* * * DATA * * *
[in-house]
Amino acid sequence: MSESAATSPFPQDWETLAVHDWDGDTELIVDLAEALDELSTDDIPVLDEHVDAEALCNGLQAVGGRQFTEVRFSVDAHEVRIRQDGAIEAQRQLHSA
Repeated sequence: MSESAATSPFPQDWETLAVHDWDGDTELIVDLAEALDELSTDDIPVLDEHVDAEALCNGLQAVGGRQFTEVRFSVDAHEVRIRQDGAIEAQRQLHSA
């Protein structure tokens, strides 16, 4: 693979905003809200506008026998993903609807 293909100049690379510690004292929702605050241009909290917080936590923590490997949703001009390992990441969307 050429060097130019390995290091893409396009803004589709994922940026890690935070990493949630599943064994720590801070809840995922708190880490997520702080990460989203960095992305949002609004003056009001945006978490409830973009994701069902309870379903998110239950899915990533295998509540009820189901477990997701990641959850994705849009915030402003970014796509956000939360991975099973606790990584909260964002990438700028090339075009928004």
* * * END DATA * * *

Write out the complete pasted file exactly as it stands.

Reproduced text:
[in-house]
Amino acid sequence: MSESAATSPFPQDWETLAVHDWDGDTELIVDLAEALDELSTDDIPVLDEHVDAEALCNGLQAVGGRQFTEVRFSVDAHEVRIRQDGAIEAQRQLHSA
Repeated sequence: MSESAATSPFPQDWETLAVHDWDGDTELIVDLAEALDELSTDDIPVLDEHVDAEALCNGLQAVGGRQFTEVRFSVDAHEVRIRQDGAIEAQRQLHSA
């Protein structure tokens, strides 16, 4: 693979905003809200506008026998993903609807 293909100049690379510690004292929702605050241009909290917080936590923590490997949703001009390992990441969307 050429060097130019390995290091893409396009803004589709994922940026890690935070990493949630599943064994720590801070809840995922708190880490997520702080990460989203960095992305949002609004003056009001945006978490409830973009994701069902309870379903998110239950899915990533295998509540009820189901477990997701990641959850994705849009915030402003970014796509956000939360991975099973606790990584909260964002990438700028090339075009928004």